Daniel Cady (1773–1859), American jurist, father of Elizabeth Cady Stanton
E. F. Cady (fl. 1860), American entrepreneur and settler
Elizabeth Cady Stanton (1815–1902), American suffragist, social activist, abolitionist and leading figure of the early women's rights movement
Ernest Cady (1842–1908), American politician and Lieutenant Governor of Connecticut
Frank Cady (1915–2012), American actor
Frank A. Cady (1858–1904), American lawyer
H. Emilie Cady (1848–1941), American homeopathic physician and author
Hamilton Cady (1874–1943), American chemist
Harrison Cady (1877–1970), American illustrator
Hick Cady (1886–1946), American baseball player
Horace H. Cady (1801–1887), American farmer and politician
J. Cleaveland Cady (1837–1919), American architect
Jack Cady (1932–2004), American author
Jerome Cady (1903–1948), Hollywood screenwriter
Virgil H. Cady (1876–?), American politician
Walter Guyton Cady (1874–1974), American physicist and electrical engineerDeaths in January 2004
The following is a list of notable deaths in January 2004.Every Heart a Doorway
Every Heart a Doorway is a novella by Seanan McGuire. Set in a boarding school for teenagers who have passed through "doorways" into fantasy worlds only to be evicted back into the real world. It was critically acclaimed upon release, and it won the 2017 Hugo Award for Best Novella, the 2016 Nebula Award for Best Novella, and the 2017 Locus Award for Best Novella. and the Alex Awards for 2017Last Summer at Mars Hill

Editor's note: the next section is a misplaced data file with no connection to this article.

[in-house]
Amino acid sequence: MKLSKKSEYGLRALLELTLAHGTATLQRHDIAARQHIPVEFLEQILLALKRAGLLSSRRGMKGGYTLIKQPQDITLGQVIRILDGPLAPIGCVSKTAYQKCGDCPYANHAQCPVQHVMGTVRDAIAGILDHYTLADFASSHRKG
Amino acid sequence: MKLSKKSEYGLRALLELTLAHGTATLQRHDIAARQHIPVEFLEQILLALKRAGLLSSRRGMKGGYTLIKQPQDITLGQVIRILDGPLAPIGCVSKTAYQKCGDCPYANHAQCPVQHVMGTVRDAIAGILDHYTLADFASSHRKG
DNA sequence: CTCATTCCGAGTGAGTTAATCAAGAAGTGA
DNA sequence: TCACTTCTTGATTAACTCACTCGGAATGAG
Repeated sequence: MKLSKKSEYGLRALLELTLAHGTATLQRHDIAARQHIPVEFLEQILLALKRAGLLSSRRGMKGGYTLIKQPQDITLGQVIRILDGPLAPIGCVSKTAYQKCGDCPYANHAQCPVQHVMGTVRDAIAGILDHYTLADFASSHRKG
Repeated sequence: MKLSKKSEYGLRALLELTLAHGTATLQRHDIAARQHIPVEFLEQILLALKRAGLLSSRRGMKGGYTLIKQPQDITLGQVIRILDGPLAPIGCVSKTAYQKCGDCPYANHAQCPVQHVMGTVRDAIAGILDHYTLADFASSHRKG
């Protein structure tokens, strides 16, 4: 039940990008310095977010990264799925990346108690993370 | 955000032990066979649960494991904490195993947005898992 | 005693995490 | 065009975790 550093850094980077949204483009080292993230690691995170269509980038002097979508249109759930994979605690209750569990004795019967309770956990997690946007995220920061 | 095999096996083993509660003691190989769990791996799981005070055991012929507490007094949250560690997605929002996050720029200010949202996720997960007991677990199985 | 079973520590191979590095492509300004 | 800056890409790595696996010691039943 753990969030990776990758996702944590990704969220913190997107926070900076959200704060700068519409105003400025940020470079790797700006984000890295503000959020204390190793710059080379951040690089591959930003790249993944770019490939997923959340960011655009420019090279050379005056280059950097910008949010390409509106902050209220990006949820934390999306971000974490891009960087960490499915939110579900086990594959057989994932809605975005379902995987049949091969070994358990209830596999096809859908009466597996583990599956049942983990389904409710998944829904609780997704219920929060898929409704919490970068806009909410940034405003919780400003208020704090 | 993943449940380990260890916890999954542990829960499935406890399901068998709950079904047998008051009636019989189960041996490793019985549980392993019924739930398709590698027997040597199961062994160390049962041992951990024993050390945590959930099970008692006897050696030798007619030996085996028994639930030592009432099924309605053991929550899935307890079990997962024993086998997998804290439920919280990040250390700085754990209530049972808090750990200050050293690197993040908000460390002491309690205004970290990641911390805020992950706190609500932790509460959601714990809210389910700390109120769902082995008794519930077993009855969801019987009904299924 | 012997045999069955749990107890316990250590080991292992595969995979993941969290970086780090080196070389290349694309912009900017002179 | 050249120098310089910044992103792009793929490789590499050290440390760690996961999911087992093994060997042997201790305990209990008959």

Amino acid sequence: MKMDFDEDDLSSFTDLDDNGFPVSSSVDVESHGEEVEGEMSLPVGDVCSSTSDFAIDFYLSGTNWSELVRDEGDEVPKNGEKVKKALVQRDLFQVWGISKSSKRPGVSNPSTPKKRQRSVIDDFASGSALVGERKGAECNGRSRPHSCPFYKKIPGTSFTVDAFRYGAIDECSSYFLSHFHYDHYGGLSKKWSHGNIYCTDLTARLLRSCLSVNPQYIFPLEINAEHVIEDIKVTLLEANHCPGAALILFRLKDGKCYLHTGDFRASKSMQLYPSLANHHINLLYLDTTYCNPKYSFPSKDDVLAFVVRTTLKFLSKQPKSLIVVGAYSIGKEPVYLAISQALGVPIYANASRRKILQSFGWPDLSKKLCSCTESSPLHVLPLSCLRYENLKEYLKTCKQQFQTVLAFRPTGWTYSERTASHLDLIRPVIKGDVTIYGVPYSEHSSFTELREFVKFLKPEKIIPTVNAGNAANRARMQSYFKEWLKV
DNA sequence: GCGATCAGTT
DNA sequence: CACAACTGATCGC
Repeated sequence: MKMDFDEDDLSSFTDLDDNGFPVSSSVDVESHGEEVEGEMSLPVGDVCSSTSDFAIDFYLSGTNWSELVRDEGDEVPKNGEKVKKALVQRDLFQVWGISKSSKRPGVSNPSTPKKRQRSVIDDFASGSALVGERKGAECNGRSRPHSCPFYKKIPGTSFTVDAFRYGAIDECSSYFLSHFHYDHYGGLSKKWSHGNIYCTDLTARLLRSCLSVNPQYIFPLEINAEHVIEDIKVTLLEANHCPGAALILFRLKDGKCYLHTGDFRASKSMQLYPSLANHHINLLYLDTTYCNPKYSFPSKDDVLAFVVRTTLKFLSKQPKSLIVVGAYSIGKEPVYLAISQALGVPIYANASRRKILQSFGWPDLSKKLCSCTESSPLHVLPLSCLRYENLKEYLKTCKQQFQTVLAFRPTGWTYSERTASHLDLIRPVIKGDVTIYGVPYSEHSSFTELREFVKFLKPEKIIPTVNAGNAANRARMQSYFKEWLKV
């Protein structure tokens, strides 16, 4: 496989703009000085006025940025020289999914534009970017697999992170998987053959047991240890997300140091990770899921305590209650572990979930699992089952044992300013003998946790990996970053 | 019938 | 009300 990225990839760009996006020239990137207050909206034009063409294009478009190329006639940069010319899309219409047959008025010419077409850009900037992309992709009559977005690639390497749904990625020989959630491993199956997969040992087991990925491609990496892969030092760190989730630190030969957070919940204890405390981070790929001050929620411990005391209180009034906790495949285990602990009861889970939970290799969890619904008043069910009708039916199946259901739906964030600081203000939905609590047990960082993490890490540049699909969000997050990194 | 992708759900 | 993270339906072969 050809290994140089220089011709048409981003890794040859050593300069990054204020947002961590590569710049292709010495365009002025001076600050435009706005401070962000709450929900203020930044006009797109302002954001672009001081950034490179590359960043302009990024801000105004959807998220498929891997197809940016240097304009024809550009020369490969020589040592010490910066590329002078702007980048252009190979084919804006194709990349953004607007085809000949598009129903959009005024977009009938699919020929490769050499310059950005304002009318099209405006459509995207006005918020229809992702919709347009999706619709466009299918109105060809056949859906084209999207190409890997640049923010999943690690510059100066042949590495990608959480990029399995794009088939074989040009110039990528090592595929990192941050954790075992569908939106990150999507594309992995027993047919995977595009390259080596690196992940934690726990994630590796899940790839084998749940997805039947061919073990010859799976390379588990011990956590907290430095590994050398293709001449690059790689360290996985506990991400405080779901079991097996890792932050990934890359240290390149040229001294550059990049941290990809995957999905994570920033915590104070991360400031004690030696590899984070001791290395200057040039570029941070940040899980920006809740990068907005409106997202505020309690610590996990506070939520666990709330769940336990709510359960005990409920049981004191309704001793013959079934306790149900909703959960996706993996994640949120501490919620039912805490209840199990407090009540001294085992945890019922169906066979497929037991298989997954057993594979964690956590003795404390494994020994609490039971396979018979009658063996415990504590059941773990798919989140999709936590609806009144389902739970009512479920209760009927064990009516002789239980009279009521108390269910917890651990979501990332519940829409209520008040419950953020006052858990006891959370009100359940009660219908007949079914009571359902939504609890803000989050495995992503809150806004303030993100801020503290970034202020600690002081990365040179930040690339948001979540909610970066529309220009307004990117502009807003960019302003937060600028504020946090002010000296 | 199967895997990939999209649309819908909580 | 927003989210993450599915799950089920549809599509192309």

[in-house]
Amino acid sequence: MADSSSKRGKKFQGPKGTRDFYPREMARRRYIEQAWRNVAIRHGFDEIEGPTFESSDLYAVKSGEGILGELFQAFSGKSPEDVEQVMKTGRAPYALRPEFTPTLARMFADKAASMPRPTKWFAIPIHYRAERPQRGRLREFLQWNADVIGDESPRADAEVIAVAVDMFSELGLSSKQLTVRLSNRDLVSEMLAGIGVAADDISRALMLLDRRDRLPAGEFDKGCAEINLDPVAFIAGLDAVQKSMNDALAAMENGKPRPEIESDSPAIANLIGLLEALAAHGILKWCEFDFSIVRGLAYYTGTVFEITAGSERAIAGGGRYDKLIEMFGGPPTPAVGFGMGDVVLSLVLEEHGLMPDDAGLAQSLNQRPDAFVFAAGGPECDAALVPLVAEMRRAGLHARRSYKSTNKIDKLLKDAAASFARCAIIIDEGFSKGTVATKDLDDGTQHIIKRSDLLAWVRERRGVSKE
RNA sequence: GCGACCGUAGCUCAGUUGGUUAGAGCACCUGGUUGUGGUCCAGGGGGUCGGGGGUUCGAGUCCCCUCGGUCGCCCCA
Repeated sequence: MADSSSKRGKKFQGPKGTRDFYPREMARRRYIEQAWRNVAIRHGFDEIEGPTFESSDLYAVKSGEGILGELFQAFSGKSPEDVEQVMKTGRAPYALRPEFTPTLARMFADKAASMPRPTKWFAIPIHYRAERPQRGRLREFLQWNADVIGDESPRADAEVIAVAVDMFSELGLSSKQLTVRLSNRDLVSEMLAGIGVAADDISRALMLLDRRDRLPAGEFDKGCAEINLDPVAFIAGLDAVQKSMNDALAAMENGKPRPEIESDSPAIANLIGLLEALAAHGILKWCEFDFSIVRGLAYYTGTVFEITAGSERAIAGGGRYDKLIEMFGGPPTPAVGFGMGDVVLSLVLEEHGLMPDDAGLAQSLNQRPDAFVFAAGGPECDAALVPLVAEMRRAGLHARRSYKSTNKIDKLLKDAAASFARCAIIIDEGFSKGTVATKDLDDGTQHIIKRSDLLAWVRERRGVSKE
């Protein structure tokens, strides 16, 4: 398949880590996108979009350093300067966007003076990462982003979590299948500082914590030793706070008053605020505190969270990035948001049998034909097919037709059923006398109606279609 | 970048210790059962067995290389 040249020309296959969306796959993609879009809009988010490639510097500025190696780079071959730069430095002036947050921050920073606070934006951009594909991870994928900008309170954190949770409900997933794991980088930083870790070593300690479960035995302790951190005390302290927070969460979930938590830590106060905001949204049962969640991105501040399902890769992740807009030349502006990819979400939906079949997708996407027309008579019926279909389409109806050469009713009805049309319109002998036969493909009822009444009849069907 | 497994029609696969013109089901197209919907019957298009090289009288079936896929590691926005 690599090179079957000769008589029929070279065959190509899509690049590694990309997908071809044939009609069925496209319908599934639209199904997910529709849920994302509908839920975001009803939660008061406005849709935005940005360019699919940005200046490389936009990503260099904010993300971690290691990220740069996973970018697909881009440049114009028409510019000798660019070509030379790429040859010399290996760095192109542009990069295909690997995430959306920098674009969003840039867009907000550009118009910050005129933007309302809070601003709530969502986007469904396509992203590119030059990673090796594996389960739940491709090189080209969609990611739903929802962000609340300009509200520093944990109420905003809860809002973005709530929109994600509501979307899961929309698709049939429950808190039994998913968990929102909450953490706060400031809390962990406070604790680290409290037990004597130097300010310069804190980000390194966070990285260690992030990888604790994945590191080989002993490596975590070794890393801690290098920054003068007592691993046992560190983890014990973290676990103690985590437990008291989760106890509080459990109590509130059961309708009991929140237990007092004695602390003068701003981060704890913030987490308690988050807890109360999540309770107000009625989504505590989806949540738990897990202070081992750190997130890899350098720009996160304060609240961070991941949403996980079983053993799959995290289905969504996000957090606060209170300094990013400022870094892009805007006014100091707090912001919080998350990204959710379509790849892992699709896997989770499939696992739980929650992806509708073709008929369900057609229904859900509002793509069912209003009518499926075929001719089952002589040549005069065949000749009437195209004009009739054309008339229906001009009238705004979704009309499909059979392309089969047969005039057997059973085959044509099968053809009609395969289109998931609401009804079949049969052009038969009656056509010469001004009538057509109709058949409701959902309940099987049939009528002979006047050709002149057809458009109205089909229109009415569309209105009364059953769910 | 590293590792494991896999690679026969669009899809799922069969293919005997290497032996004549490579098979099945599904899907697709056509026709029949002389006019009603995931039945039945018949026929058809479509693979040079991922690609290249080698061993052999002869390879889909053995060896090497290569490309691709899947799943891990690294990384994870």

Last Summer At Mars Hill is the first short story collection by American writer Elizabeth Hand. It contains the Nebula Award-winning story of the same name. It also contains her first ever published story, "Prince of Flowers". Many of the stories have themes that prefigure those of her novels. For example, "The Bacchae" is thematically similar to aspects of Waking the Moon and "Prince of Flowers" 'grew into the poisonous bloom of Winterlong'. "In the Month of Athyr" is set in the same universe as Hand's first three novels.
All of the stories were previously published in various magazines.Mefisto in Onyx
Mefisto in Onyx is a science fiction novella by American writer Harlan Ellison. The introduction and cover art was by Frank Miller. Originally published in OMNI Magazine October 1993, then released as a hardcover in December 1993, Mefisto in Onyx was later included in the Harlan Ellison's 1997 collection Slippage.Ellison stated in an interview with Salon that he wrote Mefisto in Onyx to be adapted into a film starring Forest Whitaker.The story won the 1993 Bram Stoker Award, tied with The Night We Buried Road Dog by Jack Cady. It also won first place in the 1994 Locus Poll Award "Best Novella" category.Nebula Award for Best Novella